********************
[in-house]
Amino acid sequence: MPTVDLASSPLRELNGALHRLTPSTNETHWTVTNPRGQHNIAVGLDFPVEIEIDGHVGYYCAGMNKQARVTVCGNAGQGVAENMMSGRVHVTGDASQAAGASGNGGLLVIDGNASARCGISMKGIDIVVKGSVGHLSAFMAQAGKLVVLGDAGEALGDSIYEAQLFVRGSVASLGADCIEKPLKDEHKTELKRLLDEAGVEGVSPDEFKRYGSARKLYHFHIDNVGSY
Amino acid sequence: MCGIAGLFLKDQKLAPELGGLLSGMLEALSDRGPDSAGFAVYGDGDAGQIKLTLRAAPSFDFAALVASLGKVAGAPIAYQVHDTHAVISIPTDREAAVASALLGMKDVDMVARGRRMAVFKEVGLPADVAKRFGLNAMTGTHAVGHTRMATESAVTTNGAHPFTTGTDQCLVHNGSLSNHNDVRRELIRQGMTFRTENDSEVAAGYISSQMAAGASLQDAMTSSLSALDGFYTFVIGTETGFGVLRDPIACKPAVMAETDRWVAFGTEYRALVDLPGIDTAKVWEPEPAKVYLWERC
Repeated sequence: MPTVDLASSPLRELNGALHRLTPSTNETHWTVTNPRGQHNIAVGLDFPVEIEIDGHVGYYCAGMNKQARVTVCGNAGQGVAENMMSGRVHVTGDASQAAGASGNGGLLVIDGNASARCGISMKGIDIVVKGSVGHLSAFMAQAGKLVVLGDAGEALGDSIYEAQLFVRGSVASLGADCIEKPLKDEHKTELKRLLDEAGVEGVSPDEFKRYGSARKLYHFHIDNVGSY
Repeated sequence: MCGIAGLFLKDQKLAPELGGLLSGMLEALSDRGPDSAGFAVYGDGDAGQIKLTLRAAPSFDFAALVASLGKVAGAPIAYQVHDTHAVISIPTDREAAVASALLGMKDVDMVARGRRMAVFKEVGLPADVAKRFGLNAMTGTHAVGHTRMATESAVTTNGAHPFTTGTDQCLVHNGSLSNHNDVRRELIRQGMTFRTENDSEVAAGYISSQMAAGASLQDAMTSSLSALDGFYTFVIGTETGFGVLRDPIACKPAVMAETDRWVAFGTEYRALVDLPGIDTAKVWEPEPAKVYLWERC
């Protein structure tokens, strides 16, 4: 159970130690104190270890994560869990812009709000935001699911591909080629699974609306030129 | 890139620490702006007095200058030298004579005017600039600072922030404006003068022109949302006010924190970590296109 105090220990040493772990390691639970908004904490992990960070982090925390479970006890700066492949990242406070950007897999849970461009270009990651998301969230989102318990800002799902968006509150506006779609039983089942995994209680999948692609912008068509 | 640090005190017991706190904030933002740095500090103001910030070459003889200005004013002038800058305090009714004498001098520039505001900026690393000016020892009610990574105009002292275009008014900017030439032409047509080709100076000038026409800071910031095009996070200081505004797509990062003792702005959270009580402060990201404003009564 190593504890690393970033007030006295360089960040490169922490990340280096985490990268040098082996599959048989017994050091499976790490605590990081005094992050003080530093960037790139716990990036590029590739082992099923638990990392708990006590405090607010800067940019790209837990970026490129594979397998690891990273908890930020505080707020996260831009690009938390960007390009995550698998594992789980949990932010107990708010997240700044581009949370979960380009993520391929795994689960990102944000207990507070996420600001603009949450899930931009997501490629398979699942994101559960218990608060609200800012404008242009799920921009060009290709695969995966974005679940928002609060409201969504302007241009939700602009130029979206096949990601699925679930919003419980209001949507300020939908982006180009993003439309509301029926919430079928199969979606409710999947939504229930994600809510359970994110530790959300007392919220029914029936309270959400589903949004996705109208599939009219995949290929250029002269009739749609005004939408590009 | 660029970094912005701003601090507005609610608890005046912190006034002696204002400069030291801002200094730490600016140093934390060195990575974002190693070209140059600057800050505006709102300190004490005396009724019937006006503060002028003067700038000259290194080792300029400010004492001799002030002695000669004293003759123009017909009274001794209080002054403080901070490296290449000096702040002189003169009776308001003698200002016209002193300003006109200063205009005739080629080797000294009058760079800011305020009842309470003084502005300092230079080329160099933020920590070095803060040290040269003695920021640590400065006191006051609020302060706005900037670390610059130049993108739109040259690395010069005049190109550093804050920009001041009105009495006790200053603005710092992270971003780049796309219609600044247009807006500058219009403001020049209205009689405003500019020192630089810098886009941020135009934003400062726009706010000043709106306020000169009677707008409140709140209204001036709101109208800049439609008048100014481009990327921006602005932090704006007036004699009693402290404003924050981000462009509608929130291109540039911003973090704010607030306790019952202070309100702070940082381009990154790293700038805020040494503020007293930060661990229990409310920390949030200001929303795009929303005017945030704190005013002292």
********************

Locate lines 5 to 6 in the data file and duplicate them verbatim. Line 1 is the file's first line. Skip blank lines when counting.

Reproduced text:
Repeated sequence: MCGIAGLFLKDQKLAPELGGLLSGMLEALSDRGPDSAGFAVYGDGDAGQIKLTLRAAPSFDFAALVASLGKVAGAPIAYQVHDTHAVISIPTDREAAVASALLGMKDVDMVARGRRMAVFKEVGLPADVAKRFGLNAMTGTHAVGHTRMATESAVTTNGAHPFTTGTDQCLVHNGSLSNHNDVRRELIRQGMTFRTENDSEVAAGYISSQMAAGASLQDAMTSSLSALDGFYTFVIGTETGFGVLRDPIACKPAVMAETDRWVAFGTEYRALVDLPGIDTAKVWEPEPAKVYLWERC
């Protein structure tokens, strides 16, 4: 159970130690104190270890994560869990812009709000935001699911591909080629699974609306030129 | 890139620490702006007095200058030298004579005017600039600072922030404006003068022109949302006010924190970590296109 105090220990040493772990390691639970908004904490992990960070982090925390479970006890700066492949990242406070950007897999849970461009270009990651998301969230989102318990800002799902968006509150506006779609039983089942995994209680999948692609912008068509 | 640090005190017991706190904030933002740095500090103001910030070459003889200005004013002038800058305090009714004498001098520039505001900026690393000016020892009610990574105009002292275009008014900017030439032409047509080709100076000038026409800071910031095009996070200081505004797509990062003792702005959270009580402060990201404003009564 190593504890690393970033007030006295360089960040490169922490990340280096985490990268040098082996599959048989017994050091499976790490605590990081005094992050003080530093960037790139716990990036590029590739082992099923638990990392708990006590405090607010800067940019790209837990970026490129594979397998690891990273908890930020505080707020996260831009690009938390960007390009995550698998594992789980949990932010107990708010997240700044581009949370979960380009993520391929795994689960990102944000207990507070996420600001603009949450899930931009997501490629398979699942994101559960218990608060609200800012404008242009799920921009060009290709695969995966974005679940928002609060409201969504302007241009939700602009130029979206096949990601699925679930919003419980209001949507300020939908982006180009993003439309509301029926919430079928199969979606409710999947939504229930994600809510359970994110530790959300007392919220029914029936309270959400589903949004996705109208599939009219995949290929250029002269009739749609005004939408590009 | 660029970094912005701003601090507005609610608890005046912190006034002696204002400069030291801002200094730490600016140093934390060195990575974002190693070209140059600057800050505006709102300190004490005396009724019937006006503060002028003067700038000259290194080792300029400010004492001799002030002695000669004293003759123009017909009274001794209080002054403080901070490296290449000096702040002189003169009776308001003698200002016209002193300003006109200063205009005739080629080797000294009058760079800011305020009842309470003084502005300092230079080329160099933020920590070095803060040290040269003695920021640590400065006191006051609020302060706005900037670390610059130049993108739109040259690395010069005049190109550093804050920009001041009105009495006790200053603005710092992270971003780049796309219609600044247009807006500058219009403001020049209205009689405003500019020192630089810098886009941020135009934003400062726009706010000043709106306020000169009677707008409140709140209204001036709101109208800049439609008048100014481009990327921006602005932090704006007036004699009693402290404003924050981000462009509608929130291109540039911003973090704010607030306790019952202070309100702070940082381009990154790293700038805020040494503020007293930060661990229990409310920390949030200001929303795009929303005017945030704190005013002292």